Award-winning painter Jon Chan creates a literary work that is his comic book, An Assault On Affection.
Contributed By Theresa Tan
Jon Chan, 29, is a man of few words, but those few create deep impact. The former Anglo-Chinese School boy and LASALLE College of the Arts Masters degree graduate is no newbie to the arts scene. He was the 2007 recipient of the JCCI Singapore Arts Foundation Award.
Chan, who teaches O-level art at City College and a comics course at LASALLE College of the Arts, recently released a comic book, An Assault On Affection, which tells the tale of a young couple with a doomed love life. City News talks to him about the art of telling a story with not so many words.
How did this comic book come about?
It came out of a project that I did for Tickleart, a display of art works at the underground mall, Citylink. The original idea I had for the comic had to do with mass media and mass hysteria. Eventually, I settled on something simpler, something that I felt could engage people and not distance them. I was inspired by what Anton Chekov once said: “Every story has two poles: he and she.” My work was a way of testing what he was saying.
Why use the medium of comics?
Comics are unlike any medium and comics can do things no other medium can do. It’s not like writing, because in comics, the visuals free up the words so that what is written can afford to be less descriptive. Comics as a medium just feels right for me. Like David in the Bible, all that clunky armor that was offered to him to fight Goliath just felt pretentious. The ideas behind comics also challenge the way I view my paintings, I don’t want to make a monumental statement with them anymore, but to incorporate ideas from comics into painting.
What inspired the story of this couple? They seem to fight a lot.
The story really has little to do with traditional notions of romance. It was an honest attempt to question what is true in a relationship. Seeing many of my friends out of broken relationships, and looking at young people hugging and kissing in the MRT, made me wonder how much of it was true love and how much of it was like a game. So you can see this comic as a search for authenticity.
The other thing I was interested in, is how people struggle with differences in their relationships and how these differences can be so trite, but rub on very personal beliefs. Couples fight about trivial things rather than big events; I wanted to see if I could create tension between two characters, and that that tension could have some kind of universal appeal.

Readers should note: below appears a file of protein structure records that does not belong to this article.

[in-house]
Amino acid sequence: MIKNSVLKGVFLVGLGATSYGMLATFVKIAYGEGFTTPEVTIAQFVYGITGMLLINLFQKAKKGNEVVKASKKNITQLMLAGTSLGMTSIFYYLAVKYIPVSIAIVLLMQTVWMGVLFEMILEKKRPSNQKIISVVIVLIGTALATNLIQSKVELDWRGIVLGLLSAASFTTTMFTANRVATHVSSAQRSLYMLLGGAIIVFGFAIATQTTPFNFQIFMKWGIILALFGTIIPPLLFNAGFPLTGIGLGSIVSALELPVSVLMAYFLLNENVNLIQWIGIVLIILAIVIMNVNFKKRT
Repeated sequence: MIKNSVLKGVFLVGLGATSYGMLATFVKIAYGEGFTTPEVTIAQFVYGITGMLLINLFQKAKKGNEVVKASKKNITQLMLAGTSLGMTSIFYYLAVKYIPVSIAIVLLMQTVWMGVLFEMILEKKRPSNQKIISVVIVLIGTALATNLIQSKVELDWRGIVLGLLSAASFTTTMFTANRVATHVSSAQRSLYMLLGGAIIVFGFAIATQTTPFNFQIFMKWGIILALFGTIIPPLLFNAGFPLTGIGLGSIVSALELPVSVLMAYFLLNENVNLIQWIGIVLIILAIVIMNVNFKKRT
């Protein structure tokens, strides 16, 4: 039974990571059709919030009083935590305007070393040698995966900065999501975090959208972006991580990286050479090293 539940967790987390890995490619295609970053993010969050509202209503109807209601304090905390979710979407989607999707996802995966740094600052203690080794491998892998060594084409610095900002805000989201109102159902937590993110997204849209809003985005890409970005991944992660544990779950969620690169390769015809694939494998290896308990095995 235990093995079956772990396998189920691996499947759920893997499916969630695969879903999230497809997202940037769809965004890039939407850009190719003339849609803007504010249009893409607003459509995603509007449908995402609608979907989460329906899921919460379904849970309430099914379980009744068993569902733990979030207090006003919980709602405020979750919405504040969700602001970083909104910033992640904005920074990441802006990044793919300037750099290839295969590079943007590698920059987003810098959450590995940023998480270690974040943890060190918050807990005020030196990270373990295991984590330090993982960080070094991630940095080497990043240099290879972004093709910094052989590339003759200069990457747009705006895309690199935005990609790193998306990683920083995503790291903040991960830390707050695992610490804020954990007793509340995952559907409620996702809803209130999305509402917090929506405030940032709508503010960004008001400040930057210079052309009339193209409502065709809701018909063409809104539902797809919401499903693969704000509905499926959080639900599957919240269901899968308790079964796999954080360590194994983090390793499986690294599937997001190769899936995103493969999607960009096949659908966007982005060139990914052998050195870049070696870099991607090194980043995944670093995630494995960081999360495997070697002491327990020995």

What do you do as a teacher?
I teach O-level art and comics. I try to help my students to be more aware of what is going on around them. I want them to realize that there is a value in making art: it’s difficult when they live in an environment where people view art as a mere commodity, as something easily purchased, but difficult to make—when in truth all great things come with difficulty. All the best clothes, the best video games were made by dedicated artists. If artists do not recognize their calling the world would suffer for it.
What is your life’s dream?
My dream is tied in to the cultural mandate that Pastor Kong [Hee of City Harvest Church] talks about. I want to make a difference in the lives of people and to do this through art. But for me, art is not another piece of decoration that should sit comfortably next to someone’s sofa. It’s meant to change lives, to wake them from an illusion of a false life into a life where God is the only possibility. The Czech writer Franz Kafka said something that reflects my intentions: “A book must be the axe for the frozen sea inside us.” And I’m reminded of this everyday as I take the MRT and look at depressed faces, and I’m constantly reminded how important it is for me to make my art.
How has your pursuit of art changed since you came to know God?
I was raised as a Christian, so my faith was something that came to me gradually, but I have to say that coming to CHC really renewed my Christian faith. I feel that God has always been my best encourager. He’s always silently cheering me on, and the times when I am closest to Him are the times when I feel surer about my artwork, when my visions sharpen. I have to admit that a lot of times I have doubts about my work because of the difficult subject matter that I bring up, but He has shown me time and time again that the Bible itself dealt with these same issues. He’s also revealed to me great Christian artists and writers such as Dostoevsky and Caravaggio, and their revelations on difficult themes.
Through Pastor Kong, God has shown me that even Daniel did not shy away from reading the texts of the Babylonians and likewise I should not be fearful of reading books some Christians shy away from, as long as I constantly remind myself that God is my source. But more than any of this, He has often reminded me of His deep love for all people good or bad, and more and more I feel like I’m wanting to understand the world the way He sees it, to look at things objectively and subjectively at the same time.
An Assault On Affection (S$18) is available at Doinky Doodles, 33 Bali Lane (2nd floor) and Absolute Comics, 200 Victoria St, #03-13, Parco Bugis Junction.